On the flip side of things, I’ve had a few church leaders who I wish would study the culture and background of the Bible a bit more carefully…lots of them attempt to tie in Scripture to our culture to make it “relevant” I suppose, but in doing so they miss out on a whole lot of added meaning. πŸ™

    • Merry,

      I was profoundly helped by one of the most gifted professors I have ever met. And yet, the quality of his lessons have not stayed with me as deeply as those of a man who never went to college.

      • merry

        I think it could go both ways.

        I understand the point though about “simple people,” especially the elderly. Interesting how in some cultures and religions, such as in Africa, the elderly are considered to be the wisest and therefore shown the utmost respect. I wonder why Christians aren’t like this?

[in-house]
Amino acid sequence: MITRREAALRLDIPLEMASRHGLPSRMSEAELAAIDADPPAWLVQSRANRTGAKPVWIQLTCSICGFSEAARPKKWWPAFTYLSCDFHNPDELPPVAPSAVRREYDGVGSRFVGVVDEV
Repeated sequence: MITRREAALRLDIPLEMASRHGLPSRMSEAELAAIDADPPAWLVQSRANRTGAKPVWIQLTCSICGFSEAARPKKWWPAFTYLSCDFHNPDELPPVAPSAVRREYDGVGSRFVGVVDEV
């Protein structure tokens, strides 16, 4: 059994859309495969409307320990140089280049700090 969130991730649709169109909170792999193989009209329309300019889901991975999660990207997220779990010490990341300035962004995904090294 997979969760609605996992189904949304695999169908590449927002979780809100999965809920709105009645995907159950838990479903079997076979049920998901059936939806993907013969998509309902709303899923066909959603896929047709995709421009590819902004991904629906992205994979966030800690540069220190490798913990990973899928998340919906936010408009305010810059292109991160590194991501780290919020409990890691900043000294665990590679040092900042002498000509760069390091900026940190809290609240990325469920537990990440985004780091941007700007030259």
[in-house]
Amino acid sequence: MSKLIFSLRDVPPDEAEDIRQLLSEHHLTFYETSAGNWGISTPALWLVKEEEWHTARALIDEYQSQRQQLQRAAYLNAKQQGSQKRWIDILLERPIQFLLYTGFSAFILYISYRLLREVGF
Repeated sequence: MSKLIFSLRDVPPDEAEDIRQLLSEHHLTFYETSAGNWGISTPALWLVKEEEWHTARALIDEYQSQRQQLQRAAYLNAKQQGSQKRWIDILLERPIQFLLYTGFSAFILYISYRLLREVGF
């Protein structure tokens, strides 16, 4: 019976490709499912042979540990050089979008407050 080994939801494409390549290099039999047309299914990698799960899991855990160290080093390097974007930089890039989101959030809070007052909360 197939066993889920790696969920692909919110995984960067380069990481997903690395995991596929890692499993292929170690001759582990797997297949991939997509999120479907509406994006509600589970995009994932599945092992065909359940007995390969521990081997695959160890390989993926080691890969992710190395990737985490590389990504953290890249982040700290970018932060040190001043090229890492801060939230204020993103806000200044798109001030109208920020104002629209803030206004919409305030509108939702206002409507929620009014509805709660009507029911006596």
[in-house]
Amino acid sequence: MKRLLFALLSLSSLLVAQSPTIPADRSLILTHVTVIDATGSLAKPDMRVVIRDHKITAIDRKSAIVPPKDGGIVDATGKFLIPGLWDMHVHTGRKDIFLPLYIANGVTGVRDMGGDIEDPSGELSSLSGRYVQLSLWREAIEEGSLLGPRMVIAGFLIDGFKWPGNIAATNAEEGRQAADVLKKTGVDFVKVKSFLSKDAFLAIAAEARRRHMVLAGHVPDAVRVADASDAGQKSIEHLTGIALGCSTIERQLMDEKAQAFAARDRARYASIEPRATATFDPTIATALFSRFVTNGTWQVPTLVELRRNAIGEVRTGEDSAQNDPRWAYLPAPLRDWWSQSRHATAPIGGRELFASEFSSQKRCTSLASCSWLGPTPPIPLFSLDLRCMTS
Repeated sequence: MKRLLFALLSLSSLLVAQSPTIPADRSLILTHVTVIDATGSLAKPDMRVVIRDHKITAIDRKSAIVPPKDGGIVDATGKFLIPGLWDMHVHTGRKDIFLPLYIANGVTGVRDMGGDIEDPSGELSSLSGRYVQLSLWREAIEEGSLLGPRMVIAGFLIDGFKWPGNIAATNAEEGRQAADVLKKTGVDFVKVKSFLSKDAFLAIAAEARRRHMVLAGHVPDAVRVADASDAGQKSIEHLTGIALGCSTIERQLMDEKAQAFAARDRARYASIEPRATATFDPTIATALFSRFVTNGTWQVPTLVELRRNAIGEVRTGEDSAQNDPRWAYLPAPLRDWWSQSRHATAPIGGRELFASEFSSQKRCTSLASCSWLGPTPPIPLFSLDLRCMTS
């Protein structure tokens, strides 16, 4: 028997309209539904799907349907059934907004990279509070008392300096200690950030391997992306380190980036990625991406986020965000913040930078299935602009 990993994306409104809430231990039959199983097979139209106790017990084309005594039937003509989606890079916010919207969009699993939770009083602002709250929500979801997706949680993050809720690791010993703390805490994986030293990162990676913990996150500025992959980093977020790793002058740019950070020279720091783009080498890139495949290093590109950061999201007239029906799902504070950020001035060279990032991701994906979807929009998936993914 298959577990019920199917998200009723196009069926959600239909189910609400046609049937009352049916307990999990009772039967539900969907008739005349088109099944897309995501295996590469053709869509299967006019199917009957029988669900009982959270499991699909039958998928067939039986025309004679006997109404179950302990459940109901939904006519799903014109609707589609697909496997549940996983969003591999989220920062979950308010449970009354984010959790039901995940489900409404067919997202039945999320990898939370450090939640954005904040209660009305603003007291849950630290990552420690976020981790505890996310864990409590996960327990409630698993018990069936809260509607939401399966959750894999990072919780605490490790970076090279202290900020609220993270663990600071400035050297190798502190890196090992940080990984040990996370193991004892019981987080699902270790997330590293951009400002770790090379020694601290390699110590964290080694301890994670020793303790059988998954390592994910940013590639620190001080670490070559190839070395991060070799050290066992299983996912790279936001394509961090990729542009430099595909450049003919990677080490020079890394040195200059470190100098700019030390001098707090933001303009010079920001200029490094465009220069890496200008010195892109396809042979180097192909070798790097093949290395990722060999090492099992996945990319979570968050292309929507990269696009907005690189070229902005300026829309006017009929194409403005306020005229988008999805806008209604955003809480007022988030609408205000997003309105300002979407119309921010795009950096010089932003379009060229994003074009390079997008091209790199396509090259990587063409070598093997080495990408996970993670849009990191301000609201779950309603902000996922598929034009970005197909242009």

11. DC

    I’ve often wondered whatever happened to those people in the bible that Jesus came in contact with (Cleopas and that other guy on the Emmaus road) that had no name. Whatever became of them and whom did they impact? There are many of those even today I have a feeling.